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G-20 reúne líderes das maiores economias mundiais em Hamburgo, na Alemanha

Começa nesta sexta-feira em Hamburgo, na Alemanha, o encontro do G-20, com os líderes das principais potências mundiais. As expectativas para o evento giram em torno, principalmente, das discussões sobre a crise migratória e o embate dos Estados Unidos com a Coreia do Norte. O professor de relações internacionais da FGV, Oliver Stuenkel, explicou o contexto do evento em entrevista à apresentadora Patricia Rocha. Confira a entrevista aqui.

Ler também:

Venezuela: não há solução sem Pequim (EL PAÍS)

Entrevista com a editora Paz e Terra: BRICS e o Futuro da Ordem Global

Por que o Brasil está certo ao buscar adesão à OCDE (EL PAÍS)

Venezuela’s problems go far beyond chavismo

Diosdado Cabello and Nicolas Maduro 

Many international analysts suggest not only that Venezuela's President Maduro is about to fall, but also that the end of chavismo will inevitably be the starting point of a process of economic and political recovery of the country with the world's largest proven oil reserves. Both are wrong. A closer analysis reveals that Maduro can be expected to remain in power for now -- and the greatest threat to his rule does not come from the political opposition, but from the armed forces. Secondly, it is an excessively optimistic view based on a simplistic assessment of a country that whose ailments are far more numerous and complex than chavismo alone. This should not be understood …

Brazil’s no-show at the G20

Better days: Brazil's President Lula at the G20 Summit in 2009, in Pittsburgh

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Observation: Two days after the publication of this blog post, President Temer changed his mind and announced that he would, in fact, participate in this year's G20 summit. I have spoken about his decision with Jornal do Brasil, Radio France Internationale and Deutsche Welle.

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Last week, news emerged that Brazil's President Michel Temer would stay away from the upcoming G20 summit, due to take place in Hamburg from July 7-8. The decision can be attributed to two factors. First of all, the political situation in Brasília has reached a degree of instability that traveling for several days poses a risk to the president, who is …

Bolivia’s Democracy at Risk: What Role for External Actors?

 

OLIVER DELLA COSTA STUENKEL Article June 20, 2017

http://carnegieendowment.org/2017/06/20/bolivia-s-democracy-at-risk-what-role-for-external-actors-pub-71301

This publication is from Carnegie’s Rising Democracies Network.

Bolivia’s first indigenous president, Evo Morales, appears to be moving in a more authoritarian direction. Neighboring countries are currently unable to play a constructive role in preventing this from happening.

The country presents a test case for Latin American states’ commitment to protect democracy in the region. They will need to coordinate more effectively through Latin American regional bodies if they are to pass this test.

DEMOCRACY CHALLENGED

The outlook for Bolivia’s democracy is bleak, with considerable potential for a return to political instability.

Until recently, Evo Morales was hailed as an example of a progressive and responsible left-wing leader in …

Venezuela: não há solução sem Pequim (EL PAÍS)

 

http://brasil.elpais.com/brasil/2017/06/13/opinion/1497316118_825241.html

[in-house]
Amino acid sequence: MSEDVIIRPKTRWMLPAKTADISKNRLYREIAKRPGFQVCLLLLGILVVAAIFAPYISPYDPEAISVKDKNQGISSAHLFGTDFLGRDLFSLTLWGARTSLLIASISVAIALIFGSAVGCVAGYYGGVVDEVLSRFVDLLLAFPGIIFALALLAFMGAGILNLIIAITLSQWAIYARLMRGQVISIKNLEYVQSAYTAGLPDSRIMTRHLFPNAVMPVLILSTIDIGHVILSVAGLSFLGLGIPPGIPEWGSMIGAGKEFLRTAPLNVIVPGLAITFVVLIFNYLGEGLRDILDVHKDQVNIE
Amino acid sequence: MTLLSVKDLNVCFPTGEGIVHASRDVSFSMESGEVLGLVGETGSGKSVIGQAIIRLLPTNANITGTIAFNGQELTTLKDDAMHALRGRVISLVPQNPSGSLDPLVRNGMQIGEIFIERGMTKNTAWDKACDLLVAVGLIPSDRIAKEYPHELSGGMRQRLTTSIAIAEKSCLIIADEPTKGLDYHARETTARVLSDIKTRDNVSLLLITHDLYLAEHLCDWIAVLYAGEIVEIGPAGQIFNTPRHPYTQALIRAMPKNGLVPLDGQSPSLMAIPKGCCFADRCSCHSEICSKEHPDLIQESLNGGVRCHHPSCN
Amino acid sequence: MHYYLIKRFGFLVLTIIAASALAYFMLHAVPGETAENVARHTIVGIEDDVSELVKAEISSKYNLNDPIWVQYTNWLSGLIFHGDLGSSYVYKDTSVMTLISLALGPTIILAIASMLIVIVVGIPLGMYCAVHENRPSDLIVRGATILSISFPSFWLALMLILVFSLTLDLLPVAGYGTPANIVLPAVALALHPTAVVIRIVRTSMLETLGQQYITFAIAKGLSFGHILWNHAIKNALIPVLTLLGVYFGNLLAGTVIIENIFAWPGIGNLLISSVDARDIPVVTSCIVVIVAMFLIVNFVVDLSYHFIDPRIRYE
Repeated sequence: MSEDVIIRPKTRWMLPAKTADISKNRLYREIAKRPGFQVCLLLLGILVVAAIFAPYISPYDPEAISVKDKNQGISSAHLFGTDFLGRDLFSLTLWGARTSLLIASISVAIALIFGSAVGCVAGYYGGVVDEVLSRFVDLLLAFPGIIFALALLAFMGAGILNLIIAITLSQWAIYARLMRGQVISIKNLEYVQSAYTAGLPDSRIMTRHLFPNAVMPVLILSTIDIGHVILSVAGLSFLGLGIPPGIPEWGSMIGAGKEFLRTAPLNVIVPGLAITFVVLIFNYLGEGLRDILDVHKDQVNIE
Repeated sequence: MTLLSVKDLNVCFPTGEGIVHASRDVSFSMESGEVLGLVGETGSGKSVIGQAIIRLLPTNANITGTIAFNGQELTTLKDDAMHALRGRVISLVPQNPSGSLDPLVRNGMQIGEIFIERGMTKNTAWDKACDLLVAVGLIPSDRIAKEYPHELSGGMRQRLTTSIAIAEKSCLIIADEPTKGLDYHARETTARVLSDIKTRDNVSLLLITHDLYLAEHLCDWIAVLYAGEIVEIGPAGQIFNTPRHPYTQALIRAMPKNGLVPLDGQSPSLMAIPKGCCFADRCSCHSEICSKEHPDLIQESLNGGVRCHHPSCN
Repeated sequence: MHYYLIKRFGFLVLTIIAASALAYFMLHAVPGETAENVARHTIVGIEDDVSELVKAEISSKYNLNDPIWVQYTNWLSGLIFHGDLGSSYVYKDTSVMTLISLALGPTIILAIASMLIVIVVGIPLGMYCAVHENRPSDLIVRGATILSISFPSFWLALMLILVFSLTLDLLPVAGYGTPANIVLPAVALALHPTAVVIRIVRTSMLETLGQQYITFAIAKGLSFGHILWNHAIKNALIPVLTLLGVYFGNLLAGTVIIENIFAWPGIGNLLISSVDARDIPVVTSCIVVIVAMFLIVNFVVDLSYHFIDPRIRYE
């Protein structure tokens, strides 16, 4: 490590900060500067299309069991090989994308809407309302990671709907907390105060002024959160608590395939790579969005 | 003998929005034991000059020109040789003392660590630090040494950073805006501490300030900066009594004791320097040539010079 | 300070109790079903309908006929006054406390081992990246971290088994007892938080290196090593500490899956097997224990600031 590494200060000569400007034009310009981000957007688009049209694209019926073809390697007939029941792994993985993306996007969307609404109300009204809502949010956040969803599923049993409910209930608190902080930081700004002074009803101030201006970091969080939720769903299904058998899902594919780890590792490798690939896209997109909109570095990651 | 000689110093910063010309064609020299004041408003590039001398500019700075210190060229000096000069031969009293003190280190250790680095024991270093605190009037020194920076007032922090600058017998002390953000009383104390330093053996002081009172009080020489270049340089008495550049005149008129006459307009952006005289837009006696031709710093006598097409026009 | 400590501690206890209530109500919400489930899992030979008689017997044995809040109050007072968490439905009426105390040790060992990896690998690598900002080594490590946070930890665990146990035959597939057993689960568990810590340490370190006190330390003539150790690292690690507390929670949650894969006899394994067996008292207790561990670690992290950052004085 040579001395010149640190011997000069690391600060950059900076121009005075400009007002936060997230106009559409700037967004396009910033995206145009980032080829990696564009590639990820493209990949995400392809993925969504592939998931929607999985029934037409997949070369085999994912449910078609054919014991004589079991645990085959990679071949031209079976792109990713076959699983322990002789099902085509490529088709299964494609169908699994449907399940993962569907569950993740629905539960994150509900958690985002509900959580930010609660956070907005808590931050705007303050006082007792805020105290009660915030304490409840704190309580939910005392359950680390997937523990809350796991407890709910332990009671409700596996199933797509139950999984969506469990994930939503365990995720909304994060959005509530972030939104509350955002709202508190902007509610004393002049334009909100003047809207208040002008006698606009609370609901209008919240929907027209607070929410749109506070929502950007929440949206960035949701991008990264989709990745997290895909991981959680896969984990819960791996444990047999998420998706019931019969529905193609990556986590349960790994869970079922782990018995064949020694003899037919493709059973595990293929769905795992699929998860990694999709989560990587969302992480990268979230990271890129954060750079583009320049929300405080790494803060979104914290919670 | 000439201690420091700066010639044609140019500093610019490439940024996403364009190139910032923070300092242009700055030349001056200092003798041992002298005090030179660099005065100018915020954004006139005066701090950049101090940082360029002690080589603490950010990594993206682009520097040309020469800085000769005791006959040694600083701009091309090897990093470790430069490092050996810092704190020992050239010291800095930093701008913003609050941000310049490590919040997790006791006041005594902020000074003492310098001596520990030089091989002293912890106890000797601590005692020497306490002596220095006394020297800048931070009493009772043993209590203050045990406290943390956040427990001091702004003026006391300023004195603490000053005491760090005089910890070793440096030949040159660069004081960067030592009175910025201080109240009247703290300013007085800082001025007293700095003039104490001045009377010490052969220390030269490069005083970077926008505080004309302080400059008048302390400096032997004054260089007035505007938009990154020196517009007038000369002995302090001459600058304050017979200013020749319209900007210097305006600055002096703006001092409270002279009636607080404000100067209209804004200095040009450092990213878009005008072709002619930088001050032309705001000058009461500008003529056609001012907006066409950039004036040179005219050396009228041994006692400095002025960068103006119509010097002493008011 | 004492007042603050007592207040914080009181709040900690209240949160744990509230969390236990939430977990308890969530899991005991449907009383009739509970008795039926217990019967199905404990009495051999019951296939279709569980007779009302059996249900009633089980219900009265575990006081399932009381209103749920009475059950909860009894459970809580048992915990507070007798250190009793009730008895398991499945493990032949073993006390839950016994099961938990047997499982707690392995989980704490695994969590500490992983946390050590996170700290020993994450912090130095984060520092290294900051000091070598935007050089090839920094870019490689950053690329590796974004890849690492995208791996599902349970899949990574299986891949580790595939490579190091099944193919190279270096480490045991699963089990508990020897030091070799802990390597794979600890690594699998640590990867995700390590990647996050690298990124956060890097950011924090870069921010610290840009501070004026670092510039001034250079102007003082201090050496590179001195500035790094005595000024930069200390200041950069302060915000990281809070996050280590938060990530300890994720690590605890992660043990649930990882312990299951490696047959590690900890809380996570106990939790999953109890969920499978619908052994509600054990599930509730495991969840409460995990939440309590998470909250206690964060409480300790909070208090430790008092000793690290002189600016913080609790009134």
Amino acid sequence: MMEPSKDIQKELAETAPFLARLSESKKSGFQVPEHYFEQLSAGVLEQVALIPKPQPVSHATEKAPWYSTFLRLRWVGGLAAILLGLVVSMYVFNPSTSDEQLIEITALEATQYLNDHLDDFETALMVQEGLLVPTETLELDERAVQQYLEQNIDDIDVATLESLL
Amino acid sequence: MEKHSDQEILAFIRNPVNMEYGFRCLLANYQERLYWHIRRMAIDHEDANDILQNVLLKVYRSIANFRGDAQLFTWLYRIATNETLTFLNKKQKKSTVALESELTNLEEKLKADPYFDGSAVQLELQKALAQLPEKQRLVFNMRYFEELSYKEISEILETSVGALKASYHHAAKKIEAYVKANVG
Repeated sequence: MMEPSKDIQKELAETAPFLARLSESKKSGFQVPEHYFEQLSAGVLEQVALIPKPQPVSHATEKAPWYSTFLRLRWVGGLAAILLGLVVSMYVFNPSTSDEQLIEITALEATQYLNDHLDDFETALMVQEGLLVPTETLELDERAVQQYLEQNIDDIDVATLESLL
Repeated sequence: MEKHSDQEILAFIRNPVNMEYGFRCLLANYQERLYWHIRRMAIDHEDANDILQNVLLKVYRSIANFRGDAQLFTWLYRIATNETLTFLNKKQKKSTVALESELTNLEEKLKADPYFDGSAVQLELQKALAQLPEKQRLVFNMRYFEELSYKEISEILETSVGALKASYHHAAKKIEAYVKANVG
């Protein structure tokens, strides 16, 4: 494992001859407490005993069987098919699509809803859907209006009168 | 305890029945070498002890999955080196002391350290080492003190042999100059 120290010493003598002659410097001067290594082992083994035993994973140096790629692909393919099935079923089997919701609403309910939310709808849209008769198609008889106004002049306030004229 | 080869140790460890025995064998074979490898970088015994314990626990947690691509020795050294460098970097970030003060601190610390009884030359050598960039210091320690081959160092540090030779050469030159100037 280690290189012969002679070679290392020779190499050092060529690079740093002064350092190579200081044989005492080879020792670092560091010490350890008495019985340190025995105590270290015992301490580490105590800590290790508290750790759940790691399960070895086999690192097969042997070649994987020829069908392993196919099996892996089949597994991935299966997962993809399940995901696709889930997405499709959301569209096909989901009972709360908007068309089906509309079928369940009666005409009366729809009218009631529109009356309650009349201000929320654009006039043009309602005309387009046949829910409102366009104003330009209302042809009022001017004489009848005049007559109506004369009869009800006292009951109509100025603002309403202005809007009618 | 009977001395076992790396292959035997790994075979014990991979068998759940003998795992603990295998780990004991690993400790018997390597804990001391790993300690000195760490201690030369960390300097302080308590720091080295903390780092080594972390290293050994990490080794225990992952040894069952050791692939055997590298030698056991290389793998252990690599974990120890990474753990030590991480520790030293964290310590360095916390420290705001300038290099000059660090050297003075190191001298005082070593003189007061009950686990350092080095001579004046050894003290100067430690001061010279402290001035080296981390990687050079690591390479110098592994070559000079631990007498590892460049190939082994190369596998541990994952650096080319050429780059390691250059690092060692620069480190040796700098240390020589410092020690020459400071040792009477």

Depois de anos de tentativas frustradas, fica evidente que atores regionais não têm a capacidade de ajudar a Venezuela a sair do fundo do poço. A crise política no país é mais profunda e complexa hoje do que em 2003, quando o grupo “Amigos da Venezuela”, composto por vários países latino-americanos, foi crucial para restabelecer o diálogo entre o governo e a oposição. Além disso, o vácuo de poder na América do Sul, acima de tudo devido à instabilidade política no Brasil, torna qualquer estratégia coordenada implausível.

Uma questão negligenciada nesse contexto é o papel fundamental da China, responsável por quase 40% do crescimento global em 2016. Há anos, Pequim se tornou o maior investidor e credor da …

Venezuela: No Solution Without Beijing

BY OLIVER STUENKEL | JUNE 5, 2017 China has invested more than $60 billion, giving it a huge stake in Maduro’s survival.

http://americasquarterly.org/content/venezuela-no-solution-without-beijing

For years, governments across the hemisphere have failed to halt Venezuela’s slow descent into strife-riven autocracy. This is partly because their discussions have overlooked an important element: Beijing’s key role as President Nicolás Maduro’s largest and most stalwart financial supporter. China as a political actor can no longer be left out of the search for solutions to Venezuela’s profound political and humanitarian crisis.

At a time when the government in Caracas is slowly turning into a pariah regime and several leading Venezuelan officials can no longer travel abroad due to international drug trafficking charges, Chinese investments have …

China’s Asian Dream

 

Book Review: China's Asian Dream. By Tom Miller. Zed Books, 2017.  256 pages. $21.16 (kindle, amazon.com)

Four years ago, at a talk at Nazarbayev University in Astana, Kazakhstan, Chinese president Xi Jinping announced that China would fund a New Silk Road Economic Belt (usually referred to as OBOR) across Eurasia to connect China with Europe, the Middle East, and South Asia. Media estimates investment in OBOR anywhere in between $800 billion and $1 trillion, covering 890 projects in over 60 partner countries — a truly monumental initiative. Several commentators have made parallels between OBOR and the U.S - sponsored Marshall Plan that aided in the reconstruction of postwar Europe. Indeed, as Tom Miller points out in his book …